Check the California State License Board website to see if and when your contractor was licensed for solar. The lower the license number, the longer they have been licensed. A reputable company will have a combination of projects that are residential, commercial and industrial. By seeing a variety of projects, you can have more assurance that the firm is qualified. Know where your solar panels are coming from and who the manufacturer is. American-made products support the local and national economy. It does not make very much sense to declare energy independence but to be outsourcing your dollars to China. You want solar panels made by at least a 25-year old company with a reputable name and a proven track record to know that they will be able to honor your warranty. Do they try to offer off the shelf packages? A renewable energy system should be customized to your lifestyle and home. The type of system should be designed with your present and future energy and financial needs in mind. Don’t fall for “free installation” claims. It is the used car salesman game. The cost systems are mainly based on the quality of product, the local cost of labor, the level of service, the expertise of the engineers and installers and their reputation of service. Consider the difference between a skilled mechanic and an unskilled mechanic. The differences can be disastrous and cost you hundreds, if not thousands of dollars, not only in equipment cost and repairs but also in the loss of your home and everything inside. Does the solar contractor outsource their crew? If so, there may be changes between your project engineering and installation. It is best to have a turnkey

operation that delivers your project from concept to completion so the company you are working with is accountable. It is also important to know that they are local. Compare Apples-To-Apples. Make sure when you receive a proposal for your project that you are looking at the solar power system size in AC (alternating current) watts. This is the power that your home appliances are running on. A higher efficiency system may have a smaller DC (direct current) rating and at the same time have a higher AC rating than a low efficiency system. Some contractors will try to increase system sizes by talking in DC watts instead of AC watts. What are the warranty specifics? Make sure that you are receiving warranties for both the materials (solar modules and inverter) used on your project and on the service itself. On your manufacturer warranty, has that solar panel company been in business long enough for you to be confident they’ll still be there when it’s time to honor those warranties? Visit the solar company’s facility. Drop by their facility and see if it is staffed. See how they take care of their place, vehicles and equipment. Meet the staff including those who will be working on your home or business. See what kind of investment they have made in their business. Build a relationship with the entire team, as you will be working with them for years to come. For more information, please call (559) 747-0111.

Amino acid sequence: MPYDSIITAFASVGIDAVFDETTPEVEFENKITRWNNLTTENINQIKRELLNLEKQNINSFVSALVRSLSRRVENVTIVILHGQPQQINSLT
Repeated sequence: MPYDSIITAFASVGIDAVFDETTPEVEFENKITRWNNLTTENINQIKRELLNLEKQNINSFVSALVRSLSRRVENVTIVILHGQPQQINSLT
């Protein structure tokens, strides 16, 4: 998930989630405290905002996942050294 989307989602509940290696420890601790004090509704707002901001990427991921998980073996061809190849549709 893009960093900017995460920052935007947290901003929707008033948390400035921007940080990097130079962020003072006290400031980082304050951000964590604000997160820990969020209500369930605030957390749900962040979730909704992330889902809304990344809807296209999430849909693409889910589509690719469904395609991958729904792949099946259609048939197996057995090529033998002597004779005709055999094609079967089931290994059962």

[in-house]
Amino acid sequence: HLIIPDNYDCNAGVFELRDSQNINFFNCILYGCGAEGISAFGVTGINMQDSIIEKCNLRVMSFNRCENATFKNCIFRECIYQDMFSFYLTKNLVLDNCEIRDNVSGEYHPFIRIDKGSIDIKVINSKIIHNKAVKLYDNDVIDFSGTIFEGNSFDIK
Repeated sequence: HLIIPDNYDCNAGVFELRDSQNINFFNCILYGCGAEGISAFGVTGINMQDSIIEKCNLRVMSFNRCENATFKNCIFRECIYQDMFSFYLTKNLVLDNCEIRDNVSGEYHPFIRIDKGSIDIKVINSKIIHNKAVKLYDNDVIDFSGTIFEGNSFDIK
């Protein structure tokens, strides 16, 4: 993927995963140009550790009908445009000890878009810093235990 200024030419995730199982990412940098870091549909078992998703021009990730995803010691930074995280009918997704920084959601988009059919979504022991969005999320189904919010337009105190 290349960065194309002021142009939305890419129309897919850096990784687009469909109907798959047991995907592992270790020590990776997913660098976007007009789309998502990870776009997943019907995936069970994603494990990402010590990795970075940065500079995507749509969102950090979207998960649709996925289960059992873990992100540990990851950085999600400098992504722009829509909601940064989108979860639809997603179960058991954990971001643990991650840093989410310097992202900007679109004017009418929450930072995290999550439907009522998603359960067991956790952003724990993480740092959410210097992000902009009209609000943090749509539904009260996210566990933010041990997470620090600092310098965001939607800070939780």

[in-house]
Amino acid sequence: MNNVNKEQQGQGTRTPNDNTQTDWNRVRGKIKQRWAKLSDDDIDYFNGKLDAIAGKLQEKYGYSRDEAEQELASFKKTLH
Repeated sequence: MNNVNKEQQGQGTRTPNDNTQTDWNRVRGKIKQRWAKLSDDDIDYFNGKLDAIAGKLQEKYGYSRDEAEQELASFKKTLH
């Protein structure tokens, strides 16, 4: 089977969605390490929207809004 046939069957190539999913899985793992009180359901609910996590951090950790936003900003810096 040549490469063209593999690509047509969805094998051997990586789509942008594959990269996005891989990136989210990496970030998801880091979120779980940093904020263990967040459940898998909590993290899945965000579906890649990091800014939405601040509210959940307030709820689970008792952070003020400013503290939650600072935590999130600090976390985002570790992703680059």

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KIDS' BOOKSHELF Text by Lee Littlewood